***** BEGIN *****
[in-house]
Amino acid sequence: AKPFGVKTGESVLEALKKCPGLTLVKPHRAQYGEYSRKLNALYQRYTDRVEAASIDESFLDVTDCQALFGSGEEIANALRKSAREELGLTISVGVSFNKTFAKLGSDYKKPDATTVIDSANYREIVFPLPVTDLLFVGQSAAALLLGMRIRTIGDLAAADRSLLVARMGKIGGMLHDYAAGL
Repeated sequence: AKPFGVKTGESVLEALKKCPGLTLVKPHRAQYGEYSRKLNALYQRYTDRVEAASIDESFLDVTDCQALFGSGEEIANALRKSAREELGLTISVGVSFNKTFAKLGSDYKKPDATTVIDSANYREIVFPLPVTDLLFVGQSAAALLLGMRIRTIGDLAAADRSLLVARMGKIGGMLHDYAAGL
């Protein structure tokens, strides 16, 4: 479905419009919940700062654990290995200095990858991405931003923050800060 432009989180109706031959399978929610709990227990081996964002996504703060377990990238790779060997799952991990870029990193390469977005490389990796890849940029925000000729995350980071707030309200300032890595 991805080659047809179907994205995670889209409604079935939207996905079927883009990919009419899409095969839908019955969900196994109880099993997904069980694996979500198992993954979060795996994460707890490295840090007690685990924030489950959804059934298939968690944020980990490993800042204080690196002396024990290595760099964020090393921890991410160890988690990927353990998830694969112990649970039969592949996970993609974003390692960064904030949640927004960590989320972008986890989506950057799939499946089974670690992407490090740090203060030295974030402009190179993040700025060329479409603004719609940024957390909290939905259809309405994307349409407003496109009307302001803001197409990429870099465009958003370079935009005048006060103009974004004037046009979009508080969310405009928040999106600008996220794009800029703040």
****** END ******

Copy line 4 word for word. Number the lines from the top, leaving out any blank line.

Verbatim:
């Protein structure tokens, strides 16, 4: 479905419009919940700062654990290995200095990858991405931003923050800060 432009989180109706031959399978929610709990227990081996964002996504703060377990990238790779060997799952991990870029990193390469977005490389990796890849940029925000000729995350980071707030309200300032890595 991805080659047809179907994205995670889209409604079935939207996905079927883009990919009419899409095969839908019955969900196994109880099993997904069980694996979500198992993954979060795996994460707890490295840090007690685990924030489950959804059934298939968690944020980990490993800042204080690196002396024990290595760099964020090393921890991410160890988690990927353990998830694969112990649970039969592949996970993609974003390692960064904030949640927004960590989320972008986890989506950057799939499946089974670690992407490090740090203060030295974030402009190179993040700025060329479409603004719609940024957390909290939905259809309405994307349409407003496109009307302001803001197409990429870099465009958003370079935009005048006060103009974004004037046009979009508080969310405009928040999106600008996220794009800029703040």